“New algorithms support increased productivity and improve plant uptime by validating the bacteria kill step,” says Brühwiler, noting the system ensures the feed is produced at optimal temperatures.
- Deep-dive lot identity
The scope of ingredient and lot identity has expanded to include tight, accurate inventory and lot control for all bagged ingredients.
Berndtson offers this example: “A feed mill may receive 120 bags of an ingredient from the same lot code. With proper bar code labeling and the utilization of standard hardware through the manufacturing process, such as tablets and bar code scanners, every bag can have its own unique identity. A quick scan of any bag in the mill will contain not only the ingredient and lot code, but also where the bag should be located and its production run allocation.”
“Lot tracking, material traceability and batch validation is made easier than ever with today’s batching system automation,” Goshert adds. “It can be as simple or as detailed as you want it to be. Using either RFID or barcode technology, in conjunction with modern custom automation software, can make data entry more efficient than ever.”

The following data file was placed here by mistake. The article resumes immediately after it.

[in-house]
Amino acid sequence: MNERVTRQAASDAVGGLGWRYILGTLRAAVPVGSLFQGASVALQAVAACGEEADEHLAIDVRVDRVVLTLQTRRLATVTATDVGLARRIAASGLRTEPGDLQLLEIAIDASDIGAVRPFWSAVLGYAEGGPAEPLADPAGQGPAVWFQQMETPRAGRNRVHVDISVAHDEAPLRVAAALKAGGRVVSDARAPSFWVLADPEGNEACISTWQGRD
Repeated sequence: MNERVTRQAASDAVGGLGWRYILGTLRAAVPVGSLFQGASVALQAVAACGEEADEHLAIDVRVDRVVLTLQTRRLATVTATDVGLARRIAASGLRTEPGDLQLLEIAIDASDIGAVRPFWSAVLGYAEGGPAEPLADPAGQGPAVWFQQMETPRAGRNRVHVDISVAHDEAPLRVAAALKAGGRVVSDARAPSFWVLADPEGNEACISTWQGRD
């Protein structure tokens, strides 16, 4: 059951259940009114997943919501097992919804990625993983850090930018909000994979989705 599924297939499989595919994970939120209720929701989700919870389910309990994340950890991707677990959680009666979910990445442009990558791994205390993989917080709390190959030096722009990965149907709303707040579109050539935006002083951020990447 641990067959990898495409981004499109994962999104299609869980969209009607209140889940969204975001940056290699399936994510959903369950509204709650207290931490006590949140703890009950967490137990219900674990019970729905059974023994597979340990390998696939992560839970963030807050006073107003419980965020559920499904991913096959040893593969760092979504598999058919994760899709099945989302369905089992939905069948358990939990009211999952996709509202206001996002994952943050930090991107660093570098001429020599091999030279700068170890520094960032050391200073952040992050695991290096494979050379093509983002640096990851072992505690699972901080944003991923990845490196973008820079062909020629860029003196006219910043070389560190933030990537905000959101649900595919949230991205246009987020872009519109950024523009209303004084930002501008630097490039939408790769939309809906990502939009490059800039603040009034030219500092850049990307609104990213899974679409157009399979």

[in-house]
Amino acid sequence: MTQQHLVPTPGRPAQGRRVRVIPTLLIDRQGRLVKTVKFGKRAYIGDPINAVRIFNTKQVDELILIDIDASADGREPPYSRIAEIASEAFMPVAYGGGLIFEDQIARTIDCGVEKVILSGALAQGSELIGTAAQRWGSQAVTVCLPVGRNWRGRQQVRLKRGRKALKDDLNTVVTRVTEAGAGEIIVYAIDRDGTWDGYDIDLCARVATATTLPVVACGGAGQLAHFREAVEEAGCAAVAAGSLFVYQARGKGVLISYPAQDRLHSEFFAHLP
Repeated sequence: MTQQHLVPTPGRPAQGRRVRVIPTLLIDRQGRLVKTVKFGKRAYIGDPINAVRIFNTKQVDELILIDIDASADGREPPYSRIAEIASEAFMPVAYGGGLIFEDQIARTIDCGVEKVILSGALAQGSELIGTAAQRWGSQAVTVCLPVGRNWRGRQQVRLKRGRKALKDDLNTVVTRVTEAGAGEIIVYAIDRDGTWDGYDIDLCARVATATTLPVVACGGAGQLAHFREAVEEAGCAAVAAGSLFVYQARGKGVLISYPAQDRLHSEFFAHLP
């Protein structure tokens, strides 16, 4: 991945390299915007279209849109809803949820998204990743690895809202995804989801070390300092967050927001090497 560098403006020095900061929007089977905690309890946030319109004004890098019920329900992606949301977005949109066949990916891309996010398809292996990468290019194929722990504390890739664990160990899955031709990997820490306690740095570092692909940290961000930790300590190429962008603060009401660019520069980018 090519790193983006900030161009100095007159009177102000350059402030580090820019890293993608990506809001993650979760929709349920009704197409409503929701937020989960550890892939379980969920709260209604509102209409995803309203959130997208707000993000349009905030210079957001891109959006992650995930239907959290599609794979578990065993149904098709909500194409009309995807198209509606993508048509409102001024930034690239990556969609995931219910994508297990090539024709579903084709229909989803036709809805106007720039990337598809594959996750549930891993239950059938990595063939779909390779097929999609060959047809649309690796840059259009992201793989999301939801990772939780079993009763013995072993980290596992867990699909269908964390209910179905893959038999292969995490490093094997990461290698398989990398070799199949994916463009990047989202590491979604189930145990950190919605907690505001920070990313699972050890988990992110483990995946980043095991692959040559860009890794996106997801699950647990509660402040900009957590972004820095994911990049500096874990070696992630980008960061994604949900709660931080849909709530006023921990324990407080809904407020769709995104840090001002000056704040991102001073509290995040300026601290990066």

- Contamination prevention
Contamination monitoring prevents accidental exposure to unintended products if, for example, the line has failed to be cleaned.
“Sequencing systems regulate flushes, and the paths taken through machinery, to prevent, for example, antibiotic-free feed from being contaminated with antibiotics,” Buehne says.
- Simple interface
Interface improvements have made batching control systems easier and more intuitive to operate.
“The ‘checks and balances’ designed in the software help the operator maintain visibility into the process to catch and correct an issue before it becomes a big problem,” says Goshert. “Equipment monitoring reduces failure and the risk of catastrophic damage.”
The future of batching software technology
In the future, Berndtson believes applications on mobile devices, such as tablets and smart phones, will increasingly improve mobility and efficiency within the mill and free employees from the control room.
“Mills will continue to be designed with the goal of decreasing manual inputs,” Berndtson says. “This will lead to an expansion of unattended mill operations.”
In addition to increasing throughput and productivity, Goshert feels batching system interfaces will continue to become more natural and intuitive.
Buehne points to the integration of enhanced security functions, such as fingerprint and facial recognition technology.